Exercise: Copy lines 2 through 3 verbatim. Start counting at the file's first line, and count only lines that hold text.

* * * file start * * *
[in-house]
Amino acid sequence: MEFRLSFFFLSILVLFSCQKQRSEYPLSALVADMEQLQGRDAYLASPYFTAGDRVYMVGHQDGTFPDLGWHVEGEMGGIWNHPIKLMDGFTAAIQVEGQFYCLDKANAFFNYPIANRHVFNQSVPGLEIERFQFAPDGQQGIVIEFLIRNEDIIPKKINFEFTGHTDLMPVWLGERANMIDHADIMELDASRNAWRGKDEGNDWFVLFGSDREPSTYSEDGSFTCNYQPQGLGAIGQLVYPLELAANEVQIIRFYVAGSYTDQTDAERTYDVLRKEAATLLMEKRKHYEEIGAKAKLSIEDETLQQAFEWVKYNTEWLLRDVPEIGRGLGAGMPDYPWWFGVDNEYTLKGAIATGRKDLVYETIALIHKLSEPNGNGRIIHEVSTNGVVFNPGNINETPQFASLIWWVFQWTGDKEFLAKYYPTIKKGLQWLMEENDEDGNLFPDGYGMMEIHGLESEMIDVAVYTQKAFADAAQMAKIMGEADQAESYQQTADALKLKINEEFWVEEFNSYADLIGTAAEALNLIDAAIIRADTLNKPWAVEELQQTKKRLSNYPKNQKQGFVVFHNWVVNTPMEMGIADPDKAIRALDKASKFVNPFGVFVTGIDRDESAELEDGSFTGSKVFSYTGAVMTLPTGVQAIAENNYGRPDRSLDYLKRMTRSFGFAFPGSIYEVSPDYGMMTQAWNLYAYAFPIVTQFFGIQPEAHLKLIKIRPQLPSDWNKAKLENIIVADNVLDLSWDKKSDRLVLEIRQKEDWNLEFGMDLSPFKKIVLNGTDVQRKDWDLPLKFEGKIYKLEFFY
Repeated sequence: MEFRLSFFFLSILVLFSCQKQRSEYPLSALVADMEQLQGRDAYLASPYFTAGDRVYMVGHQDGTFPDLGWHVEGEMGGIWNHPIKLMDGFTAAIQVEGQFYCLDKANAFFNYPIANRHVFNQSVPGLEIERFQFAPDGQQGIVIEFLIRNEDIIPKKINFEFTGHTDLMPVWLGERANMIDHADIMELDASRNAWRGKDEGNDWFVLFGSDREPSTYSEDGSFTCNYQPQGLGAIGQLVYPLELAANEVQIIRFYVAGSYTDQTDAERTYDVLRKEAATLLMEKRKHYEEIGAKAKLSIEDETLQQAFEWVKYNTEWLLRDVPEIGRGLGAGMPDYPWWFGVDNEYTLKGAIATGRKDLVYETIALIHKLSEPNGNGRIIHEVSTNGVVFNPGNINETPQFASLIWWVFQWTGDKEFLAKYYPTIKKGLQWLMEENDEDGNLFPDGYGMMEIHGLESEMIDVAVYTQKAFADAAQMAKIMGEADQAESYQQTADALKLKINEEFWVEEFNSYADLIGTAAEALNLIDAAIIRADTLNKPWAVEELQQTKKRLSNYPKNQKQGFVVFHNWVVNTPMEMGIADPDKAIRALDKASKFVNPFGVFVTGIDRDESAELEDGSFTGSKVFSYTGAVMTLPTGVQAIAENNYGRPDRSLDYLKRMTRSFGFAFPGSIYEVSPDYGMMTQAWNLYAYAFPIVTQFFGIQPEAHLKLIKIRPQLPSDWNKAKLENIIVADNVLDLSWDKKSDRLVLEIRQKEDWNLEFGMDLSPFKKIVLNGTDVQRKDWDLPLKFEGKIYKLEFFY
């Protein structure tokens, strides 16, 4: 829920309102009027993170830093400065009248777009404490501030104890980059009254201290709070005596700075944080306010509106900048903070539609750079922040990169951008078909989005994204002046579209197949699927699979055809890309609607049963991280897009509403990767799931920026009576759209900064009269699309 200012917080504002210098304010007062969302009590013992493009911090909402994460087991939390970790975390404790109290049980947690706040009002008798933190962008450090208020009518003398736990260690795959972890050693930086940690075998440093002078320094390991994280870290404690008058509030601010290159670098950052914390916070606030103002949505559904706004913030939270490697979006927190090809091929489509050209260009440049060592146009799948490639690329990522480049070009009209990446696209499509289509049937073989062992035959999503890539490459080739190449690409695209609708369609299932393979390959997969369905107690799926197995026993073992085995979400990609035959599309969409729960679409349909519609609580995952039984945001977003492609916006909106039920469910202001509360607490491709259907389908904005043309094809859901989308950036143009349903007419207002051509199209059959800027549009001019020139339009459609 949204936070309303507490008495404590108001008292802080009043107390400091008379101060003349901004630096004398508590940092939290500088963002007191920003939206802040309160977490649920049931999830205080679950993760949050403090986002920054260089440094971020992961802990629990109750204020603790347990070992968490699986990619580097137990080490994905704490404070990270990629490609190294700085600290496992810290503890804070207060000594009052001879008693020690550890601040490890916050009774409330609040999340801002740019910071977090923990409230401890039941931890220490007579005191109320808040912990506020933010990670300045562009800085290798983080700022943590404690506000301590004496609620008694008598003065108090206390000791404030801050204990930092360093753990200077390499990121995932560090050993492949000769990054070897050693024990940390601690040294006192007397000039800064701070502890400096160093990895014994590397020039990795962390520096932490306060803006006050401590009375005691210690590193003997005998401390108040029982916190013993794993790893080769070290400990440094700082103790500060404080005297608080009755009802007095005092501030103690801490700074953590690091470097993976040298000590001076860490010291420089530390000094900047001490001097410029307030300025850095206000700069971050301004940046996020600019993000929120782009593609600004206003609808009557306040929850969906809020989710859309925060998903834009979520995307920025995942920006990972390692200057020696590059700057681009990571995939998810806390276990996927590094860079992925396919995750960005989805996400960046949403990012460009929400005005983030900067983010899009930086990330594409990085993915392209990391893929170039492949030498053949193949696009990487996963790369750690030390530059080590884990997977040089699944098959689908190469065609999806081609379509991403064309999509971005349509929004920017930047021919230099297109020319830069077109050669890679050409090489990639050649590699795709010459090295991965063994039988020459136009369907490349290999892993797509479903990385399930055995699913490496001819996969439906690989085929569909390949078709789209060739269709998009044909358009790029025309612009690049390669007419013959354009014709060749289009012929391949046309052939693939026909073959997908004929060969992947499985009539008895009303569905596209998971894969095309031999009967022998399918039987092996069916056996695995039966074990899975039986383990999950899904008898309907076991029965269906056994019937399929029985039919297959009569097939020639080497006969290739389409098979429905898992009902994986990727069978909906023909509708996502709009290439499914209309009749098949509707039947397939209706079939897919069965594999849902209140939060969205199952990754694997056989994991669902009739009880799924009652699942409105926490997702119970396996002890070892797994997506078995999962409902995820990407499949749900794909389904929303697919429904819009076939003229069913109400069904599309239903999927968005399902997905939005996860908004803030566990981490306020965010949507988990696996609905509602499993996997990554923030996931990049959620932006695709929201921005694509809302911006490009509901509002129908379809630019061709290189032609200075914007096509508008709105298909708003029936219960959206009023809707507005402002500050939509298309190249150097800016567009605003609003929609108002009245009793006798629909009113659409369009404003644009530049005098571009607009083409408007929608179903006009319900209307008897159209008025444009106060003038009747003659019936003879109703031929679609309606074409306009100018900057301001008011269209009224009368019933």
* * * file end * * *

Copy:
Amino acid sequence: MEFRLSFFFLSILVLFSCQKQRSEYPLSALVADMEQLQGRDAYLASPYFTAGDRVYMVGHQDGTFPDLGWHVEGEMGGIWNHPIKLMDGFTAAIQVEGQFYCLDKANAFFNYPIANRHVFNQSVPGLEIERFQFAPDGQQGIVIEFLIRNEDIIPKKINFEFTGHTDLMPVWLGERANMIDHADIMELDASRNAWRGKDEGNDWFVLFGSDREPSTYSEDGSFTCNYQPQGLGAIGQLVYPLELAANEVQIIRFYVAGSYTDQTDAERTYDVLRKEAATLLMEKRKHYEEIGAKAKLSIEDETLQQAFEWVKYNTEWLLRDVPEIGRGLGAGMPDYPWWFGVDNEYTLKGAIATGRKDLVYETIALIHKLSEPNGNGRIIHEVSTNGVVFNPGNINETPQFASLIWWVFQWTGDKEFLAKYYPTIKKGLQWLMEENDEDGNLFPDGYGMMEIHGLESEMIDVAVYTQKAFADAAQMAKIMGEADQAESYQQTADALKLKINEEFWVEEFNSYADLIGTAAEALNLIDAAIIRADTLNKPWAVEELQQTKKRLSNYPKNQKQGFVVFHNWVVNTPMEMGIADPDKAIRALDKASKFVNPFGVFVTGIDRDESAELEDGSFTGSKVFSYTGAVMTLPTGVQAIAENNYGRPDRSLDYLKRMTRSFGFAFPGSIYEVSPDYGMMTQAWNLYAYAFPIVTQFFGIQPEAHLKLIKIRPQLPSDWNKAKLENIIVADNVLDLSWDKKSDRLVLEIRQKEDWNLEFGMDLSPFKKIVLNGTDVQRKDWDLPLKFEGKIYKLEFFY
Repeated sequence: MEFRLSFFFLSILVLFSCQKQRSEYPLSALVADMEQLQGRDAYLASPYFTAGDRVYMVGHQDGTFPDLGWHVEGEMGGIWNHPIKLMDGFTAAIQVEGQFYCLDKANAFFNYPIANRHVFNQSVPGLEIERFQFAPDGQQGIVIEFLIRNEDIIPKKINFEFTGHTDLMPVWLGERANMIDHADIMELDASRNAWRGKDEGNDWFVLFGSDREPSTYSEDGSFTCNYQPQGLGAIGQLVYPLELAANEVQIIRFYVAGSYTDQTDAERTYDVLRKEAATLLMEKRKHYEEIGAKAKLSIEDETLQQAFEWVKYNTEWLLRDVPEIGRGLGAGMPDYPWWFGVDNEYTLKGAIATGRKDLVYETIALIHKLSEPNGNGRIIHEVSTNGVVFNPGNINETPQFASLIWWVFQWTGDKEFLAKYYPTIKKGLQWLMEENDEDGNLFPDGYGMMEIHGLESEMIDVAVYTQKAFADAAQMAKIMGEADQAESYQQTADALKLKINEEFWVEEFNSYADLIGTAAEALNLIDAAIIRADTLNKPWAVEELQQTKKRLSNYPKNQKQGFVVFHNWVVNTPMEMGIADPDKAIRALDKASKFVNPFGVFVTGIDRDESAELEDGSFTGSKVFSYTGAVMTLPTGVQAIAENNYGRPDRSLDYLKRMTRSFGFAFPGSIYEVSPDYGMMTQAWNLYAYAFPIVTQFFGIQPEAHLKLIKIRPQLPSDWNKAKLENIIVADNVLDLSWDKKSDRLVLEIRQKEDWNLEFGMDLSPFKKIVLNGTDVQRKDWDLPLKFEGKIYKLEFFY